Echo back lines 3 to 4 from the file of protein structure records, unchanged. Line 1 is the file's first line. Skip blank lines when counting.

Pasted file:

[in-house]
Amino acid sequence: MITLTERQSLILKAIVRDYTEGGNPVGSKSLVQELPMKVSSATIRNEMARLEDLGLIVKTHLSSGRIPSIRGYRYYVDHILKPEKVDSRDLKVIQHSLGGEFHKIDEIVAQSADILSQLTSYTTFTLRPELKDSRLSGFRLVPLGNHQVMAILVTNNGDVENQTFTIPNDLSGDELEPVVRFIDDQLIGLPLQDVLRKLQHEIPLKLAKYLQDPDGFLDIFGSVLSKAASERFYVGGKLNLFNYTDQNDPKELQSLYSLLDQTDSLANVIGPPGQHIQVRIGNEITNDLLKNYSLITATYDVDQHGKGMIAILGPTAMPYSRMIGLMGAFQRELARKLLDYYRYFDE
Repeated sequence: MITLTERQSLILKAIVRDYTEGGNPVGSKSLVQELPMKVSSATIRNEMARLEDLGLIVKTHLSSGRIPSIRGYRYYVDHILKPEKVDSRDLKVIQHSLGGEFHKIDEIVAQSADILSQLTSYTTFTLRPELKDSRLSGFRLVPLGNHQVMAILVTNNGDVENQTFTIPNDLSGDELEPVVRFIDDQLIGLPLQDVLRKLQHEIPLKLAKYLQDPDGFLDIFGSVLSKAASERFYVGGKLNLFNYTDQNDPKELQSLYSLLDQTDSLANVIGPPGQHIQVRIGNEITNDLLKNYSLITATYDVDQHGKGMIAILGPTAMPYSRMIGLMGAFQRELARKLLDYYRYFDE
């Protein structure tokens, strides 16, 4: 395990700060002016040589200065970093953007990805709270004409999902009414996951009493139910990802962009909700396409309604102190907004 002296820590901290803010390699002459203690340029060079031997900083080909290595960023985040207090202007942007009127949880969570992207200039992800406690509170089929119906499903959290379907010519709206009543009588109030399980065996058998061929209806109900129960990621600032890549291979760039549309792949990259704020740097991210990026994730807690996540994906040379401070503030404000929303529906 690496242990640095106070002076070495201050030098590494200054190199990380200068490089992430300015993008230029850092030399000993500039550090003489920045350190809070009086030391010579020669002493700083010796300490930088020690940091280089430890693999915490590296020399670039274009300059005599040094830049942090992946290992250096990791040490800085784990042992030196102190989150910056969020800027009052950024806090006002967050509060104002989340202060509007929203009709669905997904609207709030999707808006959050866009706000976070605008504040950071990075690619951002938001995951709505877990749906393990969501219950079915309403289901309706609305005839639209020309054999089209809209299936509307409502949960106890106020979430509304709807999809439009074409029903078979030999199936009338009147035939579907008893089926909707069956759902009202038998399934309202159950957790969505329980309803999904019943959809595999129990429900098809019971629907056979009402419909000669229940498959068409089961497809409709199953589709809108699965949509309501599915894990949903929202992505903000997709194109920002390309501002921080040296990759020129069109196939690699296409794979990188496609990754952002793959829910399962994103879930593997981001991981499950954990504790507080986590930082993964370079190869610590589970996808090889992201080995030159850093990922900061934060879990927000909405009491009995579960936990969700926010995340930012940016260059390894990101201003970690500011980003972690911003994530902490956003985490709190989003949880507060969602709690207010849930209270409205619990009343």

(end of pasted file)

Repeated sequence: MITLTERQSLILKAIVRDYTEGGNPVGSKSLVQELPMKVSSATIRNEMARLEDLGLIVKTHLSSGRIPSIRGYRYYVDHILKPEKVDSRDLKVIQHSLGGEFHKIDEIVAQSADILSQLTSYTTFTLRPELKDSRLSGFRLVPLGNHQVMAILVTNNGDVENQTFTIPNDLSGDELEPVVRFIDDQLIGLPLQDVLRKLQHEIPLKLAKYLQDPDGFLDIFGSVLSKAASERFYVGGKLNLFNYTDQNDPKELQSLYSLLDQTDSLANVIGPPGQHIQVRIGNEITNDLLKNYSLITATYDVDQHGKGMIAILGPTAMPYSRMIGLMGAFQRELARKLLDYYRYFDE
């Protein structure tokens, strides 16, 4: 395990700060002016040589200065970093953007990805709270004409999902009414996951009493139910990802962009909700396409309604102190907004 002296820590901290803010390699002459203690340029060079031997900083080909290595960023985040207090202007942007009127949880969570992207200039992800406690509170089929119906499903959290379907010519709206009543009588109030399980065996058998061929209806109900129960990621600032890549291979760039549309792949990259704020740097991210990026994730807690996540994906040379401070503030404000929303529906 690496242990640095106070002076070495201050030098590494200054190199990380200068490089992430300015993008230029850092030399000993500039550090003489920045350190809070009086030391010579020669002493700083010796300490930088020690940091280089430890693999915490590296020399670039274009300059005599040094830049942090992946290992250096990791040490800085784990042992030196102190989150910056969020800027009052950024806090006002967050509060104002989340202060509007929203009709669905997904609207709030999707808006959050866009706000976070605008504040950071990075690619951002938001995951709505877990749906393990969501219950079915309403289901309706609305005839639209020309054999089209809209299936509307409502949960106890106020979430509304709807999809439009074409029903078979030999199936009338009147035939579907008893089926909707069956759902009202038998399934309202159950957790969505329980309803999904019943959809595999129990429900098809019971629907056979009402419909000669229940498959068409089961497809409709199953589709809108699965949509309501599915894990949903929202992505903000997709194109920002390309501002921080040296990759020129069109196939690699296409794979990188496609990754952002793959829910399962994103879930593997981001991981499950954990504790507080986590930082993964370079190869610590589970996808090889992201080995030159850093990922900061934060879990927000909405009491009995579960936990969700926010995340930012940016260059390894990101201003970690500011980003972690911003994530902490956003985490709190989003949880507060969602709690207010849930209270409205619990009343």